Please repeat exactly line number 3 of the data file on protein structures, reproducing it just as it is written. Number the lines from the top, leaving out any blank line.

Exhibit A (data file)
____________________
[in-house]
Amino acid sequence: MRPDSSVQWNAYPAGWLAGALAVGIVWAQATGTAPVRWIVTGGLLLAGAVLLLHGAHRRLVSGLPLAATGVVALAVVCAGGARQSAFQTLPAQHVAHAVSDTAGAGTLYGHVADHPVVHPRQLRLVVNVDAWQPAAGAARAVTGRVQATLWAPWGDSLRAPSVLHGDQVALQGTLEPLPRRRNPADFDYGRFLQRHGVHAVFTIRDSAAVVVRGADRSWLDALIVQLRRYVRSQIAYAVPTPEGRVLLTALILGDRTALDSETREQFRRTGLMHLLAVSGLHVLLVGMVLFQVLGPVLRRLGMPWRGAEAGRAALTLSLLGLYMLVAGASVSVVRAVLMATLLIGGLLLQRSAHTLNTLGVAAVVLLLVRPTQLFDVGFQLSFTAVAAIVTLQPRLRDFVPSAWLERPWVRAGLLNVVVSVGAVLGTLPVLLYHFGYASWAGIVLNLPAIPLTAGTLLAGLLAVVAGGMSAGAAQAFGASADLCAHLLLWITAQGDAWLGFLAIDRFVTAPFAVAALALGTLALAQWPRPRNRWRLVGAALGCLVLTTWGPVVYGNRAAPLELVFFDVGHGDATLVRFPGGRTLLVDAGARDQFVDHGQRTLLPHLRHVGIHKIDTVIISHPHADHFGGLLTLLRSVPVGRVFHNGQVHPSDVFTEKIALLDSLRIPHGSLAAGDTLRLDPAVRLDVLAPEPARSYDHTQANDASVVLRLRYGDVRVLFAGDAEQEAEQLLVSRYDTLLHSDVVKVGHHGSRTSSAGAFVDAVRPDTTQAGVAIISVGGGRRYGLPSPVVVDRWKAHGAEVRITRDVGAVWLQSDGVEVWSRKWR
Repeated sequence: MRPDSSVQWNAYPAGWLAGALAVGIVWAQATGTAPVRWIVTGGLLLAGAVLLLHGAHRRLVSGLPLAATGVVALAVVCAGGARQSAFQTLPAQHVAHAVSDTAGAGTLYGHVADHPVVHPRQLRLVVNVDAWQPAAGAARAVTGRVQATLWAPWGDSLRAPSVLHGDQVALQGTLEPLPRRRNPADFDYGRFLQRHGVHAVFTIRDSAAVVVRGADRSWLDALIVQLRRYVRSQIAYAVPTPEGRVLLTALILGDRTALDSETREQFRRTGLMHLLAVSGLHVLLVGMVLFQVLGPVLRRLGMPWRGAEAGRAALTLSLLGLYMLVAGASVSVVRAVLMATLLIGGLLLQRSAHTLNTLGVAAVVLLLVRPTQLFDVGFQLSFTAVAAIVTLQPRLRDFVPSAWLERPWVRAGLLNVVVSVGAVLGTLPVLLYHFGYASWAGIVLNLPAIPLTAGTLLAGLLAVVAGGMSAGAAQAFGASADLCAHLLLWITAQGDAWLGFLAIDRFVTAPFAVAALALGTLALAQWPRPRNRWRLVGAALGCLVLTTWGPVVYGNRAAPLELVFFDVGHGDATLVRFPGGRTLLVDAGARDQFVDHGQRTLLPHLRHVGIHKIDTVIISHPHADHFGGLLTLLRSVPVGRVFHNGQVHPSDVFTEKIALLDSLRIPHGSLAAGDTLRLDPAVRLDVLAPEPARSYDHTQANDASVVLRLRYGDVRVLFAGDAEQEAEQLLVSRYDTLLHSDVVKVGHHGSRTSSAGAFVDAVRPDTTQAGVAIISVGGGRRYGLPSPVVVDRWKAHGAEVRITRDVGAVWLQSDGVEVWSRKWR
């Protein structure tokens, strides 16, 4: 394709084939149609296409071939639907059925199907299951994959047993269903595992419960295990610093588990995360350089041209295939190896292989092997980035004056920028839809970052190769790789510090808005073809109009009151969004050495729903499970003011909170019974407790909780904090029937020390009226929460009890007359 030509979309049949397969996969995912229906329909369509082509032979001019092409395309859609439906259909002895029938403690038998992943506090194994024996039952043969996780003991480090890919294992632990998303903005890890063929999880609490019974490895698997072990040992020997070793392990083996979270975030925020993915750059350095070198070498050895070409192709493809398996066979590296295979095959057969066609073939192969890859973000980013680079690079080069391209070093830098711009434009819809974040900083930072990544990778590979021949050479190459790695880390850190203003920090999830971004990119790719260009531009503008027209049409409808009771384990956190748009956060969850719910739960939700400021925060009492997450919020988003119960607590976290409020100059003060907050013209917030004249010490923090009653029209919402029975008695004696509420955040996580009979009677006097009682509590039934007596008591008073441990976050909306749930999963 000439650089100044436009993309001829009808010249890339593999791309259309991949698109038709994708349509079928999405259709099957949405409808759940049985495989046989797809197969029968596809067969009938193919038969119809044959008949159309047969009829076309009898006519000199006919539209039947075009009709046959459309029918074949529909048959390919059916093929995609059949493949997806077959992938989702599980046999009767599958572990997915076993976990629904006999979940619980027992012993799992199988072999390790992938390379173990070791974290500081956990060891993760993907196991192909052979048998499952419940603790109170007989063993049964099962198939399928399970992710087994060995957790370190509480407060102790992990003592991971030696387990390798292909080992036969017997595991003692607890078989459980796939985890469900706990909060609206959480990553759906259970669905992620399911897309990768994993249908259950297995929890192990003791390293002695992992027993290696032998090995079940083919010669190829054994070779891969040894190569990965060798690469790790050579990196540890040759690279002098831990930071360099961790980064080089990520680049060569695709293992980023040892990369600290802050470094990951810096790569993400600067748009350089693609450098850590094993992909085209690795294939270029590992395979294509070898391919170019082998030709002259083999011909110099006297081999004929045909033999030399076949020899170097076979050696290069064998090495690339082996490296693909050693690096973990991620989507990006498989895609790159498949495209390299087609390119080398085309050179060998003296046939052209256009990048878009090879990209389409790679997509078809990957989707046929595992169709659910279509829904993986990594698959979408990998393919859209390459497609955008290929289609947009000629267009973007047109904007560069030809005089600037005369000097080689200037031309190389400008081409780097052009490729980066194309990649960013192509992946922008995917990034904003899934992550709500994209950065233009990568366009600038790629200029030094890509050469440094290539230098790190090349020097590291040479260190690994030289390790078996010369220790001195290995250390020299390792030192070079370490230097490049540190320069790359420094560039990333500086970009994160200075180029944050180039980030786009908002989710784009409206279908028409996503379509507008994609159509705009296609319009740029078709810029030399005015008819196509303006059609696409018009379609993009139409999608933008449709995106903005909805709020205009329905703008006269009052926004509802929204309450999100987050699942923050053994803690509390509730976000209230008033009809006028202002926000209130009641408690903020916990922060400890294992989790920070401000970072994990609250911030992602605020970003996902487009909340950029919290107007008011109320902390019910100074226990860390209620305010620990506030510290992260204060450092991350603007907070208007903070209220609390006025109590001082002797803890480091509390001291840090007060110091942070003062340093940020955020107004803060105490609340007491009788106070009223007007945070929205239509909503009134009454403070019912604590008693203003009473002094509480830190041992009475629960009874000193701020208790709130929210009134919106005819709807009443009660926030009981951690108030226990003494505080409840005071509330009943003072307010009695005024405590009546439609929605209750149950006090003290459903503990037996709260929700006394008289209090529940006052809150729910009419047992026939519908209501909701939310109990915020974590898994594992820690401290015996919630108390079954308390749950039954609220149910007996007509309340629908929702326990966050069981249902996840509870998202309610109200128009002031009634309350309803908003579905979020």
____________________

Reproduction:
Repeated sequence: MRPDSSVQWNAYPAGWLAGALAVGIVWAQATGTAPVRWIVTGGLLLAGAVLLLHGAHRRLVSGLPLAATGVVALAVVCAGGARQSAFQTLPAQHVAHAVSDTAGAGTLYGHVADHPVVHPRQLRLVVNVDAWQPAAGAARAVTGRVQATLWAPWGDSLRAPSVLHGDQVALQGTLEPLPRRRNPADFDYGRFLQRHGVHAVFTIRDSAAVVVRGADRSWLDALIVQLRRYVRSQIAYAVPTPEGRVLLTALILGDRTALDSETREQFRRTGLMHLLAVSGLHVLLVGMVLFQVLGPVLRRLGMPWRGAEAGRAALTLSLLGLYMLVAGASVSVVRAVLMATLLIGGLLLQRSAHTLNTLGVAAVVLLLVRPTQLFDVGFQLSFTAVAAIVTLQPRLRDFVPSAWLERPWVRAGLLNVVVSVGAVLGTLPVLLYHFGYASWAGIVLNLPAIPLTAGTLLAGLLAVVAGGMSAGAAQAFGASADLCAHLLLWITAQGDAWLGFLAIDRFVTAPFAVAALALGTLALAQWPRPRNRWRLVGAALGCLVLTTWGPVVYGNRAAPLELVFFDVGHGDATLVRFPGGRTLLVDAGARDQFVDHGQRTLLPHLRHVGIHKIDTVIISHPHADHFGGLLTLLRSVPVGRVFHNGQVHPSDVFTEKIALLDSLRIPHGSLAAGDTLRLDPAVRLDVLAPEPARSYDHTQANDASVVLRLRYGDVRVLFAGDAEQEAEQLLVSRYDTLLHSDVVKVGHHGSRTSSAGAFVDAVRPDTTQAGVAIISVGGGRRYGLPSPVVVDRWKAHGAEVRITRDVGAVWLQSDGVEVWSRKWR